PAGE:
by Judith Curry
“Concerning the inability of expert knowledge to resolve environmental controversy and the pressing need for a pragmatic reframing of policy problems to allow for solutions based on bipartisan values.”
It’s been a while since I’ve done a post on this topic. A new paper by Peter Tangney hits the ‘sweet spot’ and provides some fresh insights into the ‘climate wars.’.
Peter Tangney (2018): Between conflation and denial – the politics of climate expertise in Australia, Australian Journal of Political Science, https://doi.org/10.1080/10361146.2018.1551482
It’s behind paywall, so here are some excerpts:
“This paper describes an ongoing tension between alternative uses of expert knowledge that unwittingly combines facts with values in ways that inflame polarised climate change debate. Climate politics indicates a need for experts to disentangle disputed facts from identity-defining group commitments.”
“Political deployment of expert knowledge by the climate science community has perpetuated expectations that climate science can (if not now, then in the future) predict the future impacts from, and therefore optimise policy solutions to this problem, while filling a deficit of understanding to resolve public conflict. Climate models cannot provide decision-robust predictions with the reliability and specificity generally expected to prescribe optimal policy. Even if they were possible, providing this evidence is unlikely to resolve climate politics, given its polarising connotations for present and future socio-culture and economy. Moreover, climate science is only one part of the evidence-base needed to inform both the mitigation of, and adaptation to, climate change.”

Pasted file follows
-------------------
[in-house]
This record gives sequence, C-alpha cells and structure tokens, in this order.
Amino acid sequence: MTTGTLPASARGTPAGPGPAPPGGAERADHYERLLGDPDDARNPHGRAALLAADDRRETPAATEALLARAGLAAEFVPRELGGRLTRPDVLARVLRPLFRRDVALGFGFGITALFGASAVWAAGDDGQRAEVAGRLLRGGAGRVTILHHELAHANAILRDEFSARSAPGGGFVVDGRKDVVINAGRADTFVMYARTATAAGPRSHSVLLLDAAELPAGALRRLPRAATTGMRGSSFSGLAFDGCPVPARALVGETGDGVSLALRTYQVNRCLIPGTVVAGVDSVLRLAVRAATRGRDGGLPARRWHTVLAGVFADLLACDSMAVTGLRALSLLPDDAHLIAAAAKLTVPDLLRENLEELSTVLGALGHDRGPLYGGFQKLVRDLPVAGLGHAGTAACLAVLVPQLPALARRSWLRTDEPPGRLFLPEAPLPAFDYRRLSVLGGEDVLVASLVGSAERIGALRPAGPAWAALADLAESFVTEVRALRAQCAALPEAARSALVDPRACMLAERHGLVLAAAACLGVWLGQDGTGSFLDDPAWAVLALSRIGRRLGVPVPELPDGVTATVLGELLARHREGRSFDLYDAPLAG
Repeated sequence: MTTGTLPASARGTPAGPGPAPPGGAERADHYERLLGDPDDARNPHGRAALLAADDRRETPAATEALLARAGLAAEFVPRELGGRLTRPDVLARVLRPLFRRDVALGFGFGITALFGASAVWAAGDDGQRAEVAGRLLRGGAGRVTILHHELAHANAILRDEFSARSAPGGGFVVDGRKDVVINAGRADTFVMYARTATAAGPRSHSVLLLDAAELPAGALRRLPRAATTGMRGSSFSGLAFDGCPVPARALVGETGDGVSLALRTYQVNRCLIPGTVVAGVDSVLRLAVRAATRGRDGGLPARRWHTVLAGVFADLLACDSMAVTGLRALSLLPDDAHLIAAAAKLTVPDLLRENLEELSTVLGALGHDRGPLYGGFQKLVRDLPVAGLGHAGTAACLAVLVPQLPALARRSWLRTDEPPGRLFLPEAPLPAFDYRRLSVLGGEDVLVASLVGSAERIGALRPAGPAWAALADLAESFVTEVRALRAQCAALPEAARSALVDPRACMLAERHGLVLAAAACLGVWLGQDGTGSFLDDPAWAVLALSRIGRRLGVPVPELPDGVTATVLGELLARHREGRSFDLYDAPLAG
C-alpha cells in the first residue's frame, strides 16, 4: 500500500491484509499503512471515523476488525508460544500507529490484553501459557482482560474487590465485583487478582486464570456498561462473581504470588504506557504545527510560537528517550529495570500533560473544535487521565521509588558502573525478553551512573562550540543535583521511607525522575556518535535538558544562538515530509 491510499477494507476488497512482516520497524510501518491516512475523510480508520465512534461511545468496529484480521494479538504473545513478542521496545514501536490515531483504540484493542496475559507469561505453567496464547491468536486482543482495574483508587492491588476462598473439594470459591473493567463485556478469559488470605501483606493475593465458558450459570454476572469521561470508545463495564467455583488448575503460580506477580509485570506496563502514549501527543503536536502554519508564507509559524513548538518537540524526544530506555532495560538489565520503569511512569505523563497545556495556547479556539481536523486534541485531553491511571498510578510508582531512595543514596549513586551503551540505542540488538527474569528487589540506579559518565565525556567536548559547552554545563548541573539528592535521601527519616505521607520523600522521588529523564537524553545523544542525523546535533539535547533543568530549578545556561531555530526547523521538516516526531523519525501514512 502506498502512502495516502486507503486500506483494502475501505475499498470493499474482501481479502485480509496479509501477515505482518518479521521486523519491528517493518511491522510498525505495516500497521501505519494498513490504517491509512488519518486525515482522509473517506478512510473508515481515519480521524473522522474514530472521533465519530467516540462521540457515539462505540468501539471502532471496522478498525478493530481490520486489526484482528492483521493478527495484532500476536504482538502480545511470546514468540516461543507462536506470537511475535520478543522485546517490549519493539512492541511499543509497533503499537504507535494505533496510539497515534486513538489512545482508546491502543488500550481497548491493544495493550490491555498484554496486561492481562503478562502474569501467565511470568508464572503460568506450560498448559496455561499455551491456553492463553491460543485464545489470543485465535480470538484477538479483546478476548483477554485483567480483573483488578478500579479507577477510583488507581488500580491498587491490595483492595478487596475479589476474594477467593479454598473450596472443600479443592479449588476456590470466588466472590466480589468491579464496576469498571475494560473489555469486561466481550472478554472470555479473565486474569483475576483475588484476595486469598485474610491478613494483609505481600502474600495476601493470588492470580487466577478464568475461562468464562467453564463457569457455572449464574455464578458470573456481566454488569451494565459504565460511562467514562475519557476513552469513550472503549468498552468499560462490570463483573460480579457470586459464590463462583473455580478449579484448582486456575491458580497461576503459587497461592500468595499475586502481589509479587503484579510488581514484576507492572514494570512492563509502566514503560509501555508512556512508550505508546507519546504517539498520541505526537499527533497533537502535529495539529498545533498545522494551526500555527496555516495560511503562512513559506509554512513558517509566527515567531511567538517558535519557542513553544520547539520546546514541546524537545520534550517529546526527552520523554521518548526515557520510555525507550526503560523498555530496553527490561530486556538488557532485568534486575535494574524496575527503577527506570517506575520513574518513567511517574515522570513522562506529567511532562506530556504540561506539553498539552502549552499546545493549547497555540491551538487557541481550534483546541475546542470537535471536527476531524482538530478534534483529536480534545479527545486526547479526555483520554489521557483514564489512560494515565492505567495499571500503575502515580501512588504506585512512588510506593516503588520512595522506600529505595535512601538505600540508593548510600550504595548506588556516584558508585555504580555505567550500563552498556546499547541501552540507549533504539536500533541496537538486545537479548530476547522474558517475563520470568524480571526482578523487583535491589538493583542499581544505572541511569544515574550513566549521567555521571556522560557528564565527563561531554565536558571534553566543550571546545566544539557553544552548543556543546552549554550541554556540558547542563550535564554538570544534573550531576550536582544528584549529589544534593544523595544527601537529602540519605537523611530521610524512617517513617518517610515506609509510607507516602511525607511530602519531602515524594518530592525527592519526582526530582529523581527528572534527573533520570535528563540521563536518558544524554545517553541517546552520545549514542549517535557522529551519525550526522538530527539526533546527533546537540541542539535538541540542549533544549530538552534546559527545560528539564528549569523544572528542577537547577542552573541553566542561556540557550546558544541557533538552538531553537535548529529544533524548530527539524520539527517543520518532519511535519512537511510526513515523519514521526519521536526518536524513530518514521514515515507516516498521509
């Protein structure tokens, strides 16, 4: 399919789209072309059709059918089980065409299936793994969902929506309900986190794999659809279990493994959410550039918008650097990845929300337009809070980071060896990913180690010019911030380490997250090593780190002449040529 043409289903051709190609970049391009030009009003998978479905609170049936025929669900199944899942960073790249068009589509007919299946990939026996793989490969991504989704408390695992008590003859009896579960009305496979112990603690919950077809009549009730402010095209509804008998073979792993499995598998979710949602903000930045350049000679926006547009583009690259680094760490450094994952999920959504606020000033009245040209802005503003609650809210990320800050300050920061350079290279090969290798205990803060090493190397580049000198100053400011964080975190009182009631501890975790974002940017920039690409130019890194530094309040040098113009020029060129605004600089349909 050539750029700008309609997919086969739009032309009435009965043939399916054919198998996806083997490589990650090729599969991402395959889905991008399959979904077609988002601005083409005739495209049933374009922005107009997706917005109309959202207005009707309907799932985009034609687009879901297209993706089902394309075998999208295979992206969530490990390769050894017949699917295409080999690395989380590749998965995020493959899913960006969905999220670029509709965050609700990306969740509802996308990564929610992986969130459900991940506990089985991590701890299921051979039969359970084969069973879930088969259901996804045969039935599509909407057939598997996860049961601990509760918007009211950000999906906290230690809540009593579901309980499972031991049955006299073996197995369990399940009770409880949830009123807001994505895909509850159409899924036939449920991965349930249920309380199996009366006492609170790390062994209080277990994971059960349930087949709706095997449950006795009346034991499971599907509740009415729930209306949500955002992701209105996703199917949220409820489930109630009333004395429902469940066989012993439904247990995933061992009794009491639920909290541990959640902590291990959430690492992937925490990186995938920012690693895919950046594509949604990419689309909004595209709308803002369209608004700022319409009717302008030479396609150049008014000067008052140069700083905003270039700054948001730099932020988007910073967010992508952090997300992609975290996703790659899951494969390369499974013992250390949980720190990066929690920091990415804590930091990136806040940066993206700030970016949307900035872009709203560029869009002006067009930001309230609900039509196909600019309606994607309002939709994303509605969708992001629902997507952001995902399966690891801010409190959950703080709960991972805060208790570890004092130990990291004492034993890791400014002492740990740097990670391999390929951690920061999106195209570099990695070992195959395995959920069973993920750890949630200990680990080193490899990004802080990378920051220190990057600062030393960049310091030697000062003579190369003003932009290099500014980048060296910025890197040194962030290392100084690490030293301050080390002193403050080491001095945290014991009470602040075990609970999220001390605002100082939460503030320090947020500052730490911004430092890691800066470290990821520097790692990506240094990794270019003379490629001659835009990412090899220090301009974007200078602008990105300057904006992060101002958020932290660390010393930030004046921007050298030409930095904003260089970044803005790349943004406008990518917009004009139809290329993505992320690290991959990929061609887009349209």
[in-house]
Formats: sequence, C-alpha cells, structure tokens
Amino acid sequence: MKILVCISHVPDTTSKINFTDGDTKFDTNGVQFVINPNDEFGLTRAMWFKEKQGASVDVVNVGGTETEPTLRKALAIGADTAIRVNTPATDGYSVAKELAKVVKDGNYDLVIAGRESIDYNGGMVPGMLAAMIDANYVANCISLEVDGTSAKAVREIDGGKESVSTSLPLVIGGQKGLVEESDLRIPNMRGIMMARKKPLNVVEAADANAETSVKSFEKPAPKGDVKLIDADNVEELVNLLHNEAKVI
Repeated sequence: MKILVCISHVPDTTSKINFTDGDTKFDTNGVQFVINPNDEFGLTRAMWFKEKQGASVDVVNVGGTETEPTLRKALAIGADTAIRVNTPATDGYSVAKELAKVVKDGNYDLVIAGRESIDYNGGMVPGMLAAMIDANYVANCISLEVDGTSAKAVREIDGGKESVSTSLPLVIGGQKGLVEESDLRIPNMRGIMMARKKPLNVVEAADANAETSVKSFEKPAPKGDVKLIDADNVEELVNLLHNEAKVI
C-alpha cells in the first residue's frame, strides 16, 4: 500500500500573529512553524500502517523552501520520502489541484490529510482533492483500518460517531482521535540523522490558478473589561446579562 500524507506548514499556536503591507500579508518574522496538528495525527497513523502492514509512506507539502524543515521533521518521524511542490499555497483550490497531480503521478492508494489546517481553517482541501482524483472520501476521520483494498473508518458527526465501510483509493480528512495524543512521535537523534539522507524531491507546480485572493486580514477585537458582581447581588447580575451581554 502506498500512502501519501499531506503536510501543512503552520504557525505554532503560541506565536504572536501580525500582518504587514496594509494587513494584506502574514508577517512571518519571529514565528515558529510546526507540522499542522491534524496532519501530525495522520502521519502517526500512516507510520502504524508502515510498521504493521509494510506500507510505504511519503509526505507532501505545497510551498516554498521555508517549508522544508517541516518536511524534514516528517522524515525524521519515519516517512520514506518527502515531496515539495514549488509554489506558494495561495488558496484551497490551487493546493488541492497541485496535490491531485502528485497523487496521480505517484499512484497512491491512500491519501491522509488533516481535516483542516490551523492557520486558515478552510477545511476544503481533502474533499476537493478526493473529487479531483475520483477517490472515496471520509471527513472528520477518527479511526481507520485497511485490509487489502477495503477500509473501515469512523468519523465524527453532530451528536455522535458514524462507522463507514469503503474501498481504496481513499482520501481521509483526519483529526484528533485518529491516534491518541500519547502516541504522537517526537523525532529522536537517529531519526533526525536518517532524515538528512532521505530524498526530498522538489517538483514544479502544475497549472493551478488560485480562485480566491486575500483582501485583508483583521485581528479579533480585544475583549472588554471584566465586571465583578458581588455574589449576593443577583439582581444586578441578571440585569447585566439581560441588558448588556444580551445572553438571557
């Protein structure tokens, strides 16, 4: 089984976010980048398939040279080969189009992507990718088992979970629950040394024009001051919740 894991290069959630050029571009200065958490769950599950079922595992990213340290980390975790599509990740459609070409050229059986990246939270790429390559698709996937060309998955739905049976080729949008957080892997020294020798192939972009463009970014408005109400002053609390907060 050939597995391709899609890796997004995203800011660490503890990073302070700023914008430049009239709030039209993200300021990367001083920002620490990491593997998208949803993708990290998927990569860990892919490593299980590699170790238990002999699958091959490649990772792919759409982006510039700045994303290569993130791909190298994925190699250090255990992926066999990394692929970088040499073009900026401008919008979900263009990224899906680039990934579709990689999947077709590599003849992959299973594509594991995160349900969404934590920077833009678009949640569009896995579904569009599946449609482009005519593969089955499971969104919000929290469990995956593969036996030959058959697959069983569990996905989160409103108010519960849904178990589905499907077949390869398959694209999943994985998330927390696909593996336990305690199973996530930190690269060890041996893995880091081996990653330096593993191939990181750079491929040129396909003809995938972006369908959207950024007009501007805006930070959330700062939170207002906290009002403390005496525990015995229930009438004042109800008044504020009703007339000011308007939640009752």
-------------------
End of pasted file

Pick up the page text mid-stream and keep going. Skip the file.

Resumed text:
What is climate science for?
“In liberal democracy, we generally expect that experts and expert knowledge should be given some privileged status in public decision-making to temper political values. Yet, even when expertise is explicitly embraced, it can be manipulated for political ends.”
“The political use of climate science for the purposes of agenda-setting is employed to bolster advocacy groups’ strategic positions concerning whether and (broadly) how to act on climate change in the first place. In this role, climate science and expertise needs, at a minimum, to be sufficiently credible to promote the argument that climate change hazards exist and that humans are causing it. Alternatively, skeptics may employ political science use to highlight intractable climate change uncertainties.”
“Until strategic political debates concerning the legitimacy of a policy problem have been largely settled, the willingness of policymakers to instrumentally use science to direct the content and implementation of specific policies at local and regional scales, is necessarily limited.”
Conflating evidence with expert judgment
“A significant difficulty with climate change communication is that understandings about its existence and severity are significantly more nuanced than a binary choice between belief in, or denial of, the ‘truth’. Climate scientists nonetheless often deliver expert judgment in ways that perpetuate this unhelpful dichotomy. When answering questions like: what is dangerous climate change? scientists’ messages about impending disaster and expert consensus exemplify the importance of often-implicit normative positions underpinning scientific judgment.”
“There is no truly objective determination of the level at which climate change becomes dangerous, of the corresponding likelihood of that amount of change occurring, or how we should compare this risk with others. Climate scientists’ risk interpretations, therefore, contain inevitable normative components rarely acknowledged. When high profile scientists and advocates cast the problem as a noble struggle between truth and ideology, they presuppose that the evidence for impending disaster and the need for urgent policy responses, speaks for itself.”
“What climate change means, however, depends upon what one values.”